Discipline: Biological Sciences
Subcategory: Physiology and Health
KiAundra L. Kilpatrick - Florida Agricultural and Mechanical University
Co-Author(s): Ryan A. Frieler, Ph.D., University of Michigan, Ann Arbor, MI; Thomas M. Vigil, University of Michigan, Ann Arbor, MI; Richard Mortensen, M.D., Ph.D., University of Michigan, Ann Arbor, MI
Stroke is a leading cause of death and permanent disability in the United States, but there remain very few treatment options highlighting a need for new therapeutic strategies. Succinate accumulation during ischemia followed by rapid metabolism during reperfusion has recently been shown to be a major cause of reactive oxygen species production and subsequent tissue injury during stroke. The citric acid cycle and succinate metabolism have also been shown to have important roles in macrophage activation and inflammation, and succinate metabolism can be regulated by targeting the enzyme succinate dehydrogenase. Itaconate is produced from TCA cycle intermediates by the enzyme aconitate decarboxylase (ACOD1) and it decreases oxidative phosphorylation through succinate dehydrogenase inhibition. More importantly, administration of exogenous itaconate has been shown to be protective in a cardiac model of ischemia-reperfusion injury. To test the role of itaconate during stroke, we used ACOD1 deficient mice to disrupt endogenous itaconate synthesis and also tested the effect of administration of dimethyl itaconate in a cerebral ischemia reperfusion model. We further investigated the effects of dimethyl itaconate administration during hypoxia induced inflammation in macrophage cell lines. ACOD1 deficient mice (ACOD1-/-) and wild type controls on a C57BL/6N background were subjected to transient 90-minute middle cerebral artery occlusion and infarct size was assessed by MRI after 24 hours of reperfusion. Dimethyl itaconate (DMI, 210 mg/kg) was administered before the 90-minute period of ischemia and prior to reperfusion. Murine macrophage cell lines (RAW 264.7 and J774) were activated with lipopolysaccharide (LPS) and tested under normoxic and hypoxic conditions. We found that ACOD1-/- mice had significantly increased infarct size (ACOD1-/-: 77.8 ±6.5 mm3, Control: 56.0 ±6.6mm3, P < 0.05) in comparison to control mice. In our preliminary results, administration of DMI did not significantly decrease infarct size (P = 0.08) but was suggestive of a protective effect. DMI treatment (250 µM) in macrophage cell lines significantly decreased LPS-induced IL-1gene expression. Furthermore, under hypoxic and LPS-activating conditions, administration of DMI increased the expression of the angiogenic factor VEGF-A. These data show that disruption of endogenous itaconate synthesis through ACOD1 knockout is harmful during stroke indicating a potentially beneficial role for itaconate with promise for therapeutic intervention. These data also indicate a potential role for macrophages in mediating this effect.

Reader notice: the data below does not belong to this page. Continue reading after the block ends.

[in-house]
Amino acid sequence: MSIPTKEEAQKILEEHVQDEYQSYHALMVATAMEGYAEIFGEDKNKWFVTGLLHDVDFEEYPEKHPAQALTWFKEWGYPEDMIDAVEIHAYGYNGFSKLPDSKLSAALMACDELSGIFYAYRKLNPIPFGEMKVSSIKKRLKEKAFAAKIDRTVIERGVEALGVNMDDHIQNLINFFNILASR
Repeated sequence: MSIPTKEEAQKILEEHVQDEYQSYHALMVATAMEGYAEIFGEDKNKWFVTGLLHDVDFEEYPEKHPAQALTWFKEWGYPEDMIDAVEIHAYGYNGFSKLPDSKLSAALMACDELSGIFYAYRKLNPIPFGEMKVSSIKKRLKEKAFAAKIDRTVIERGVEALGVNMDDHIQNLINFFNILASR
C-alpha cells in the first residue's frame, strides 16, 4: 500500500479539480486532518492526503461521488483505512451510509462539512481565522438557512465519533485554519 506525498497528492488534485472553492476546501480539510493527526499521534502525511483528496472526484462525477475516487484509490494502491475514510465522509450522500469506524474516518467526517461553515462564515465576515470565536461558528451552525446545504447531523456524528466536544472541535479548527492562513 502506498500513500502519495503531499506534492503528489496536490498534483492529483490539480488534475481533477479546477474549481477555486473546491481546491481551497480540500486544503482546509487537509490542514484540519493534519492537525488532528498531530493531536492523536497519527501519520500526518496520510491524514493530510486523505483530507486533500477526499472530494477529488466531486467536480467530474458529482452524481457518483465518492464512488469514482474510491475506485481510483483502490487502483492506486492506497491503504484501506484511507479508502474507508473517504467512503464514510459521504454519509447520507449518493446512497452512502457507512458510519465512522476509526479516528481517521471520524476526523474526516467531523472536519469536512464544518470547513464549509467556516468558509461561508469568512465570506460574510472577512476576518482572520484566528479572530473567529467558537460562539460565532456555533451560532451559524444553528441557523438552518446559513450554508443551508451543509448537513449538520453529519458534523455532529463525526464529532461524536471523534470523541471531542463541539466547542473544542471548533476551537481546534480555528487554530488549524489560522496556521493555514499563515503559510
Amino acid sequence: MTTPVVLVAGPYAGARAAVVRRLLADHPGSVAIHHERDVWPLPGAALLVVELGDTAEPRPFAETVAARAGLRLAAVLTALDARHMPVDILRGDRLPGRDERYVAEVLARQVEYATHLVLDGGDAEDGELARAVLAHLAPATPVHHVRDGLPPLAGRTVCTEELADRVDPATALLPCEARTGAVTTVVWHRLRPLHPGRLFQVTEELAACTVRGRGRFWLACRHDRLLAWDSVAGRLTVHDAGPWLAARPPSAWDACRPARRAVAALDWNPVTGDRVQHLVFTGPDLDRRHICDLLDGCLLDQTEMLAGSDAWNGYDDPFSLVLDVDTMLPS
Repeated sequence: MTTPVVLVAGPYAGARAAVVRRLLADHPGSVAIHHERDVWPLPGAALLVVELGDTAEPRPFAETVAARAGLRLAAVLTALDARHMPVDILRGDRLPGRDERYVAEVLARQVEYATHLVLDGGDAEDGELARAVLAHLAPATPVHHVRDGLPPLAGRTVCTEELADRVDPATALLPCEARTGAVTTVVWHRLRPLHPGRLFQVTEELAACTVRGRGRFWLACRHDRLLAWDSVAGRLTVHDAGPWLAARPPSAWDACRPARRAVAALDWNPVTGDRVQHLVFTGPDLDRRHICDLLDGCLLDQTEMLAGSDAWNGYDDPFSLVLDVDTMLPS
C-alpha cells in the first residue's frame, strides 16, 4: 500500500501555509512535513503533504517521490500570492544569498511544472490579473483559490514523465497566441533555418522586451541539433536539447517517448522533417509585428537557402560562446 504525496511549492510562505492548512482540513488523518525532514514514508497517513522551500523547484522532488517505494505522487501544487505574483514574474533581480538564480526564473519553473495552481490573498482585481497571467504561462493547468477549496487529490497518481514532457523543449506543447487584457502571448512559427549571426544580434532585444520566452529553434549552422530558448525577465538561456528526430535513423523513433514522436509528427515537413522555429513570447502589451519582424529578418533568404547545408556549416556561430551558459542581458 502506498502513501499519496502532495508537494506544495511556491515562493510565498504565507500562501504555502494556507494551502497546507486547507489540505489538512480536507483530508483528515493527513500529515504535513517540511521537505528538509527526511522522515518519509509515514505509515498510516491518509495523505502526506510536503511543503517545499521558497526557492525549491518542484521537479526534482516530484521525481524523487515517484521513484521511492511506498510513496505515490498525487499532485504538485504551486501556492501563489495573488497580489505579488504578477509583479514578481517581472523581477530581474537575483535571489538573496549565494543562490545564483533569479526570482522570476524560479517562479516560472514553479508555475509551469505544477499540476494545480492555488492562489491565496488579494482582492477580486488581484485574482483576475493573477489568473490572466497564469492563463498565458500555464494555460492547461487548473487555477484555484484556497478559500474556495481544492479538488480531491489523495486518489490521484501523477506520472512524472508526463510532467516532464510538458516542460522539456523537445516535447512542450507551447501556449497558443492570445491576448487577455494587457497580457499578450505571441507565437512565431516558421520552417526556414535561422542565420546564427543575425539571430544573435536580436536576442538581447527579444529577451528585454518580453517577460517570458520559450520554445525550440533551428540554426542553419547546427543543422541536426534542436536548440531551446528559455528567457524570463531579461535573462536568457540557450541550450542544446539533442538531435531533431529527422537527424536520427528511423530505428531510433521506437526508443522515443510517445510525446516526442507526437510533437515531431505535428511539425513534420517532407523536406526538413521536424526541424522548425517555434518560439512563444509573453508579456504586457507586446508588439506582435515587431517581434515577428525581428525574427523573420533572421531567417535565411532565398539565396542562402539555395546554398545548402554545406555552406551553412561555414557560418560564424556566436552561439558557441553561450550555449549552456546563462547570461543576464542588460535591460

Funder Acknowledgement(s): NIH Grant # R01-HL112610
Faculty Advisor: Richard Mortensen, M.D., Ph.D., firstname.lastname@example.org
Role: During the course of this research project, I cultured and harvested the murine macrophage cell lines (J774 and RAW 264.7) that were used in the in-vitro hypoxia-reoxygenation experiments. I administered all treatments for the in-vitro experiment (Lipopolysaccharide (LPS) to activate macrophage cell lines), Dimethyl Itaconate (DMI) to test the effects of exogenous itaconate in activated macrophages under normoxic and hypoxic conditions, and hypoxia chamber treatment (to induce hypoxia and create an in-vitro model of ischemia). Following the treatments, I conducted RNA isolation for each cell line and quantified levels of gene expression for select genes (IL-1b (beta) and VEGFa) using reverse transcription and quantitative polymerase chain reaction (qPCR).